Over the last four years, AES (AES 1.56%) has undergone a turnaround. It went from being an international electrical utility operator with substantial earnings volatility to a renewable energy leader with growing earnings, an impressive project pipeline, and an S&P 500-beating stock with a generous dividend. AES' recent earnings call reveals where the company is headed in the short term. Judging by the company's track record in recent years and its performance through the COVID-19 pandemic, AES may be a utility stock worth paying attention to.
From volatility to stability
One of the key issues that AES faced in years past was its revenue and earnings volatility. This was because, unlike many U.S.-based utilities, AES also builds and operates power plants in the developing world, with currencies that fluctuate against the U.S. dollar, and made energy primarily from sources that can fluctuate significantly in price and availability -- primarily fossil fuels and hydro (or dams).
However, since 2016, AES has been focusing on three areas to achieve a more stable business model: selling the energy it generates via long-term take-or-pay contracts, executing these contracts in dollar-denominated currencies with credit-worthy clients, and stabilizing the costs it incurs to make the energy it sells.
To stabilize its generation costs, the company turned toward renewable energy as its price became more and more competitive with traditional fossil fuels. This is in part because once a plant is built the cost of the energy generated isn't subject to swings in the price of fuel.
As a consequence, during its third-quarter 2020 earnings call, the company announced 6.8 gigawatts (GW) in signed contracts, plus additional projects at varying stages of development, for a total pipeline of 25 GW in renewable energy projects worldwide. To put this into perspective, during its earnings call a year ago, the company set an expectation to "become one of the world's largest renewable developers" by signing up "2-3GW per year" in renewable energy projects. A 6.8 GW backlog and 25 GW in total project pipeline is large by any standard: NextEra Energy (NEE 1.22%), the largest utility in the U.S. and the fourth cleanest utility in the world, predicted a 19.8 GW renewable energy pipeline of expected projects by 2022.
The company is also lowering its greenhouse emissions for another reason. Large investors, such as Norges Bank -- the central bank of Norway, managing of one of the world's largest sovereign wealth funds -- and others, have indicated their reluctance to continue to invest in companies that are deemed to not be doing enough to address the climate crisis. As a result, AES announced it was selling its coal generation assets, thus lowering the percentage of energy it produces from coal to just under 30%, ahead of schedule and under the threshold set by the Norwegians. Access to debt is key for companies developing large infrastructure projects.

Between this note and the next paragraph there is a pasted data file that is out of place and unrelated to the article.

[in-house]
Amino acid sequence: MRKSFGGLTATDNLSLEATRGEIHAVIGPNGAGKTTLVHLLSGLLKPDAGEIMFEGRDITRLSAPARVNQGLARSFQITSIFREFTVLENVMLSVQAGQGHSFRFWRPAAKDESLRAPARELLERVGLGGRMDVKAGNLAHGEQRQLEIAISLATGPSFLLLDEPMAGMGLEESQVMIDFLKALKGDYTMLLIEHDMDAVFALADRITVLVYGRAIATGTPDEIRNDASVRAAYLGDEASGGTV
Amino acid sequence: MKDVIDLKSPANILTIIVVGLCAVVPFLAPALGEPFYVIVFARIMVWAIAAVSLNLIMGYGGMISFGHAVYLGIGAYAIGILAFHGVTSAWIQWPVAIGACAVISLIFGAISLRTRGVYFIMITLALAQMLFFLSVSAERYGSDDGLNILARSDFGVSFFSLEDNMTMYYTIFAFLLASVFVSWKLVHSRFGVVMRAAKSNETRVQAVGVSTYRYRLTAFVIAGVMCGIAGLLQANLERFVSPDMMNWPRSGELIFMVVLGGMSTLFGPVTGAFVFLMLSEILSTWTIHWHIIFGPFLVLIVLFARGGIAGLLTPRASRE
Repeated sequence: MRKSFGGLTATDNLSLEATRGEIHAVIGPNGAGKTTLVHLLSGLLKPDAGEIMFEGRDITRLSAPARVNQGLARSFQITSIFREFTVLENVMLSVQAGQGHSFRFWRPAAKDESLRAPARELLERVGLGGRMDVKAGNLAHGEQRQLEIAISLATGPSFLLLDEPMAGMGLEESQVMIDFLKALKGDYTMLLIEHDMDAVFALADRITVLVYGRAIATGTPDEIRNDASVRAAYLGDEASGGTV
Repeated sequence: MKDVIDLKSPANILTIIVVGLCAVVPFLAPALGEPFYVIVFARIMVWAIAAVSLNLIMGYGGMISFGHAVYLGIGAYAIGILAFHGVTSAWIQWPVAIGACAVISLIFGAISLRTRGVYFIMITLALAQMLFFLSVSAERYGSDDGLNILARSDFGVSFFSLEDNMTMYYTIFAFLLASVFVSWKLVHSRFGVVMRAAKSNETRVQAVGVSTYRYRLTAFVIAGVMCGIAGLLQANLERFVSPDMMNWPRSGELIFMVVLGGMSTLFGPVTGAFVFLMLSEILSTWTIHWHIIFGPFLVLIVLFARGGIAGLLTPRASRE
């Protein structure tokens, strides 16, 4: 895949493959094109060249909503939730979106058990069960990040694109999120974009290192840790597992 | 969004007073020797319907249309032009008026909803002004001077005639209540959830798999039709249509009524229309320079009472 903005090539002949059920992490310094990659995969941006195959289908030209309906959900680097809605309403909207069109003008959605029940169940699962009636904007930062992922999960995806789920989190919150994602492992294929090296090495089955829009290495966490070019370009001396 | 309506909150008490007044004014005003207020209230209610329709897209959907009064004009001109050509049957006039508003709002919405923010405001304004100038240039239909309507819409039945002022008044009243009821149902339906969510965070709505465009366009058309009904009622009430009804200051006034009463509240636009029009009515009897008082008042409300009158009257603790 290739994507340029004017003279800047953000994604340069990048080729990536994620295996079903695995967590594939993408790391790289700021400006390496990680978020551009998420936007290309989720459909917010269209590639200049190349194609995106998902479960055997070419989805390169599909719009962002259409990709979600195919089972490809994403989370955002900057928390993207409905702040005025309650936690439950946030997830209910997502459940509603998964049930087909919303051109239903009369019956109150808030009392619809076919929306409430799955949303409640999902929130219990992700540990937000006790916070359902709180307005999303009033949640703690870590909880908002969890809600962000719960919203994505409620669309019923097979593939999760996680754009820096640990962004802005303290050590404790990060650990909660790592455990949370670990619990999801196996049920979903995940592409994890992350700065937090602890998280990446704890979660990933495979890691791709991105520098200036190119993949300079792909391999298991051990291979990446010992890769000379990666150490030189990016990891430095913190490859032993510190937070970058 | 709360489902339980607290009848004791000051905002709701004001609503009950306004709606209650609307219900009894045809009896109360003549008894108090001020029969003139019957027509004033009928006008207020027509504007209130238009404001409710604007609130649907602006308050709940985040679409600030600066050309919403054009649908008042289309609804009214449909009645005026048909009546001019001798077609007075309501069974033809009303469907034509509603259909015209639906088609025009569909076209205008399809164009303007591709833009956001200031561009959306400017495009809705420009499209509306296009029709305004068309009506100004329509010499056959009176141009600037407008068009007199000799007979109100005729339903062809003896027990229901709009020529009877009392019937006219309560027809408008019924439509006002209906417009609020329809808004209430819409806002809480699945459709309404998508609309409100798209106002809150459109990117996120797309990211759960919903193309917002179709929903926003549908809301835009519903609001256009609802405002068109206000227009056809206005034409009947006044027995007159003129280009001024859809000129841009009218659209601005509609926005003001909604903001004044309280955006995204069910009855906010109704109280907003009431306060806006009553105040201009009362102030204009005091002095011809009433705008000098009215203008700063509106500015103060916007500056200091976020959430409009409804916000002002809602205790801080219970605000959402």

Where the company is headed
During the earnings call the company indicated it expected its 2020 earnings to be at the top end of the ranges of its guidance for adjusted EPS and free cash flow -- somewhere around $1.42 earnings per share, or EPS, or about 4% above its 2019 EPS figure. This level of resiliency is remarkable in a year struck by the worldwide COVID-19 pandemic and a 25% devaluation of the Argentinian peso -- one of the countries where the company still sells some energy in local currency. This is a welcome change for a company that did not fare so well only a few years ago when faced with a drought and a currency devaluation in just one country -- Brazil.
Furthermore, the company reiterated its guidance of growing its adjusted earnings per share an average of 7% to 9% annually. Again, for reference, during its last earnings call, NextEra projected an adjusted EPS growth rate of 6% to 8% for 2021.
So, is AES the next NextEra? That's impossible to say for sure. While its stock price has outperformed NextEra's for most of the last 3 years, NextEra has a longer track record growing its bottom line and producing consistent results. And AES still has a little ways to go before it catches up to NextEra in terms of improving its credit rating -- and thus, its borrowing costs. Yet more and more, AES is looking like a utility that has executed a successful turnaround and is now a company with lots of room to grow internationally and in the U.S., plus a clear strategy to do so profitably.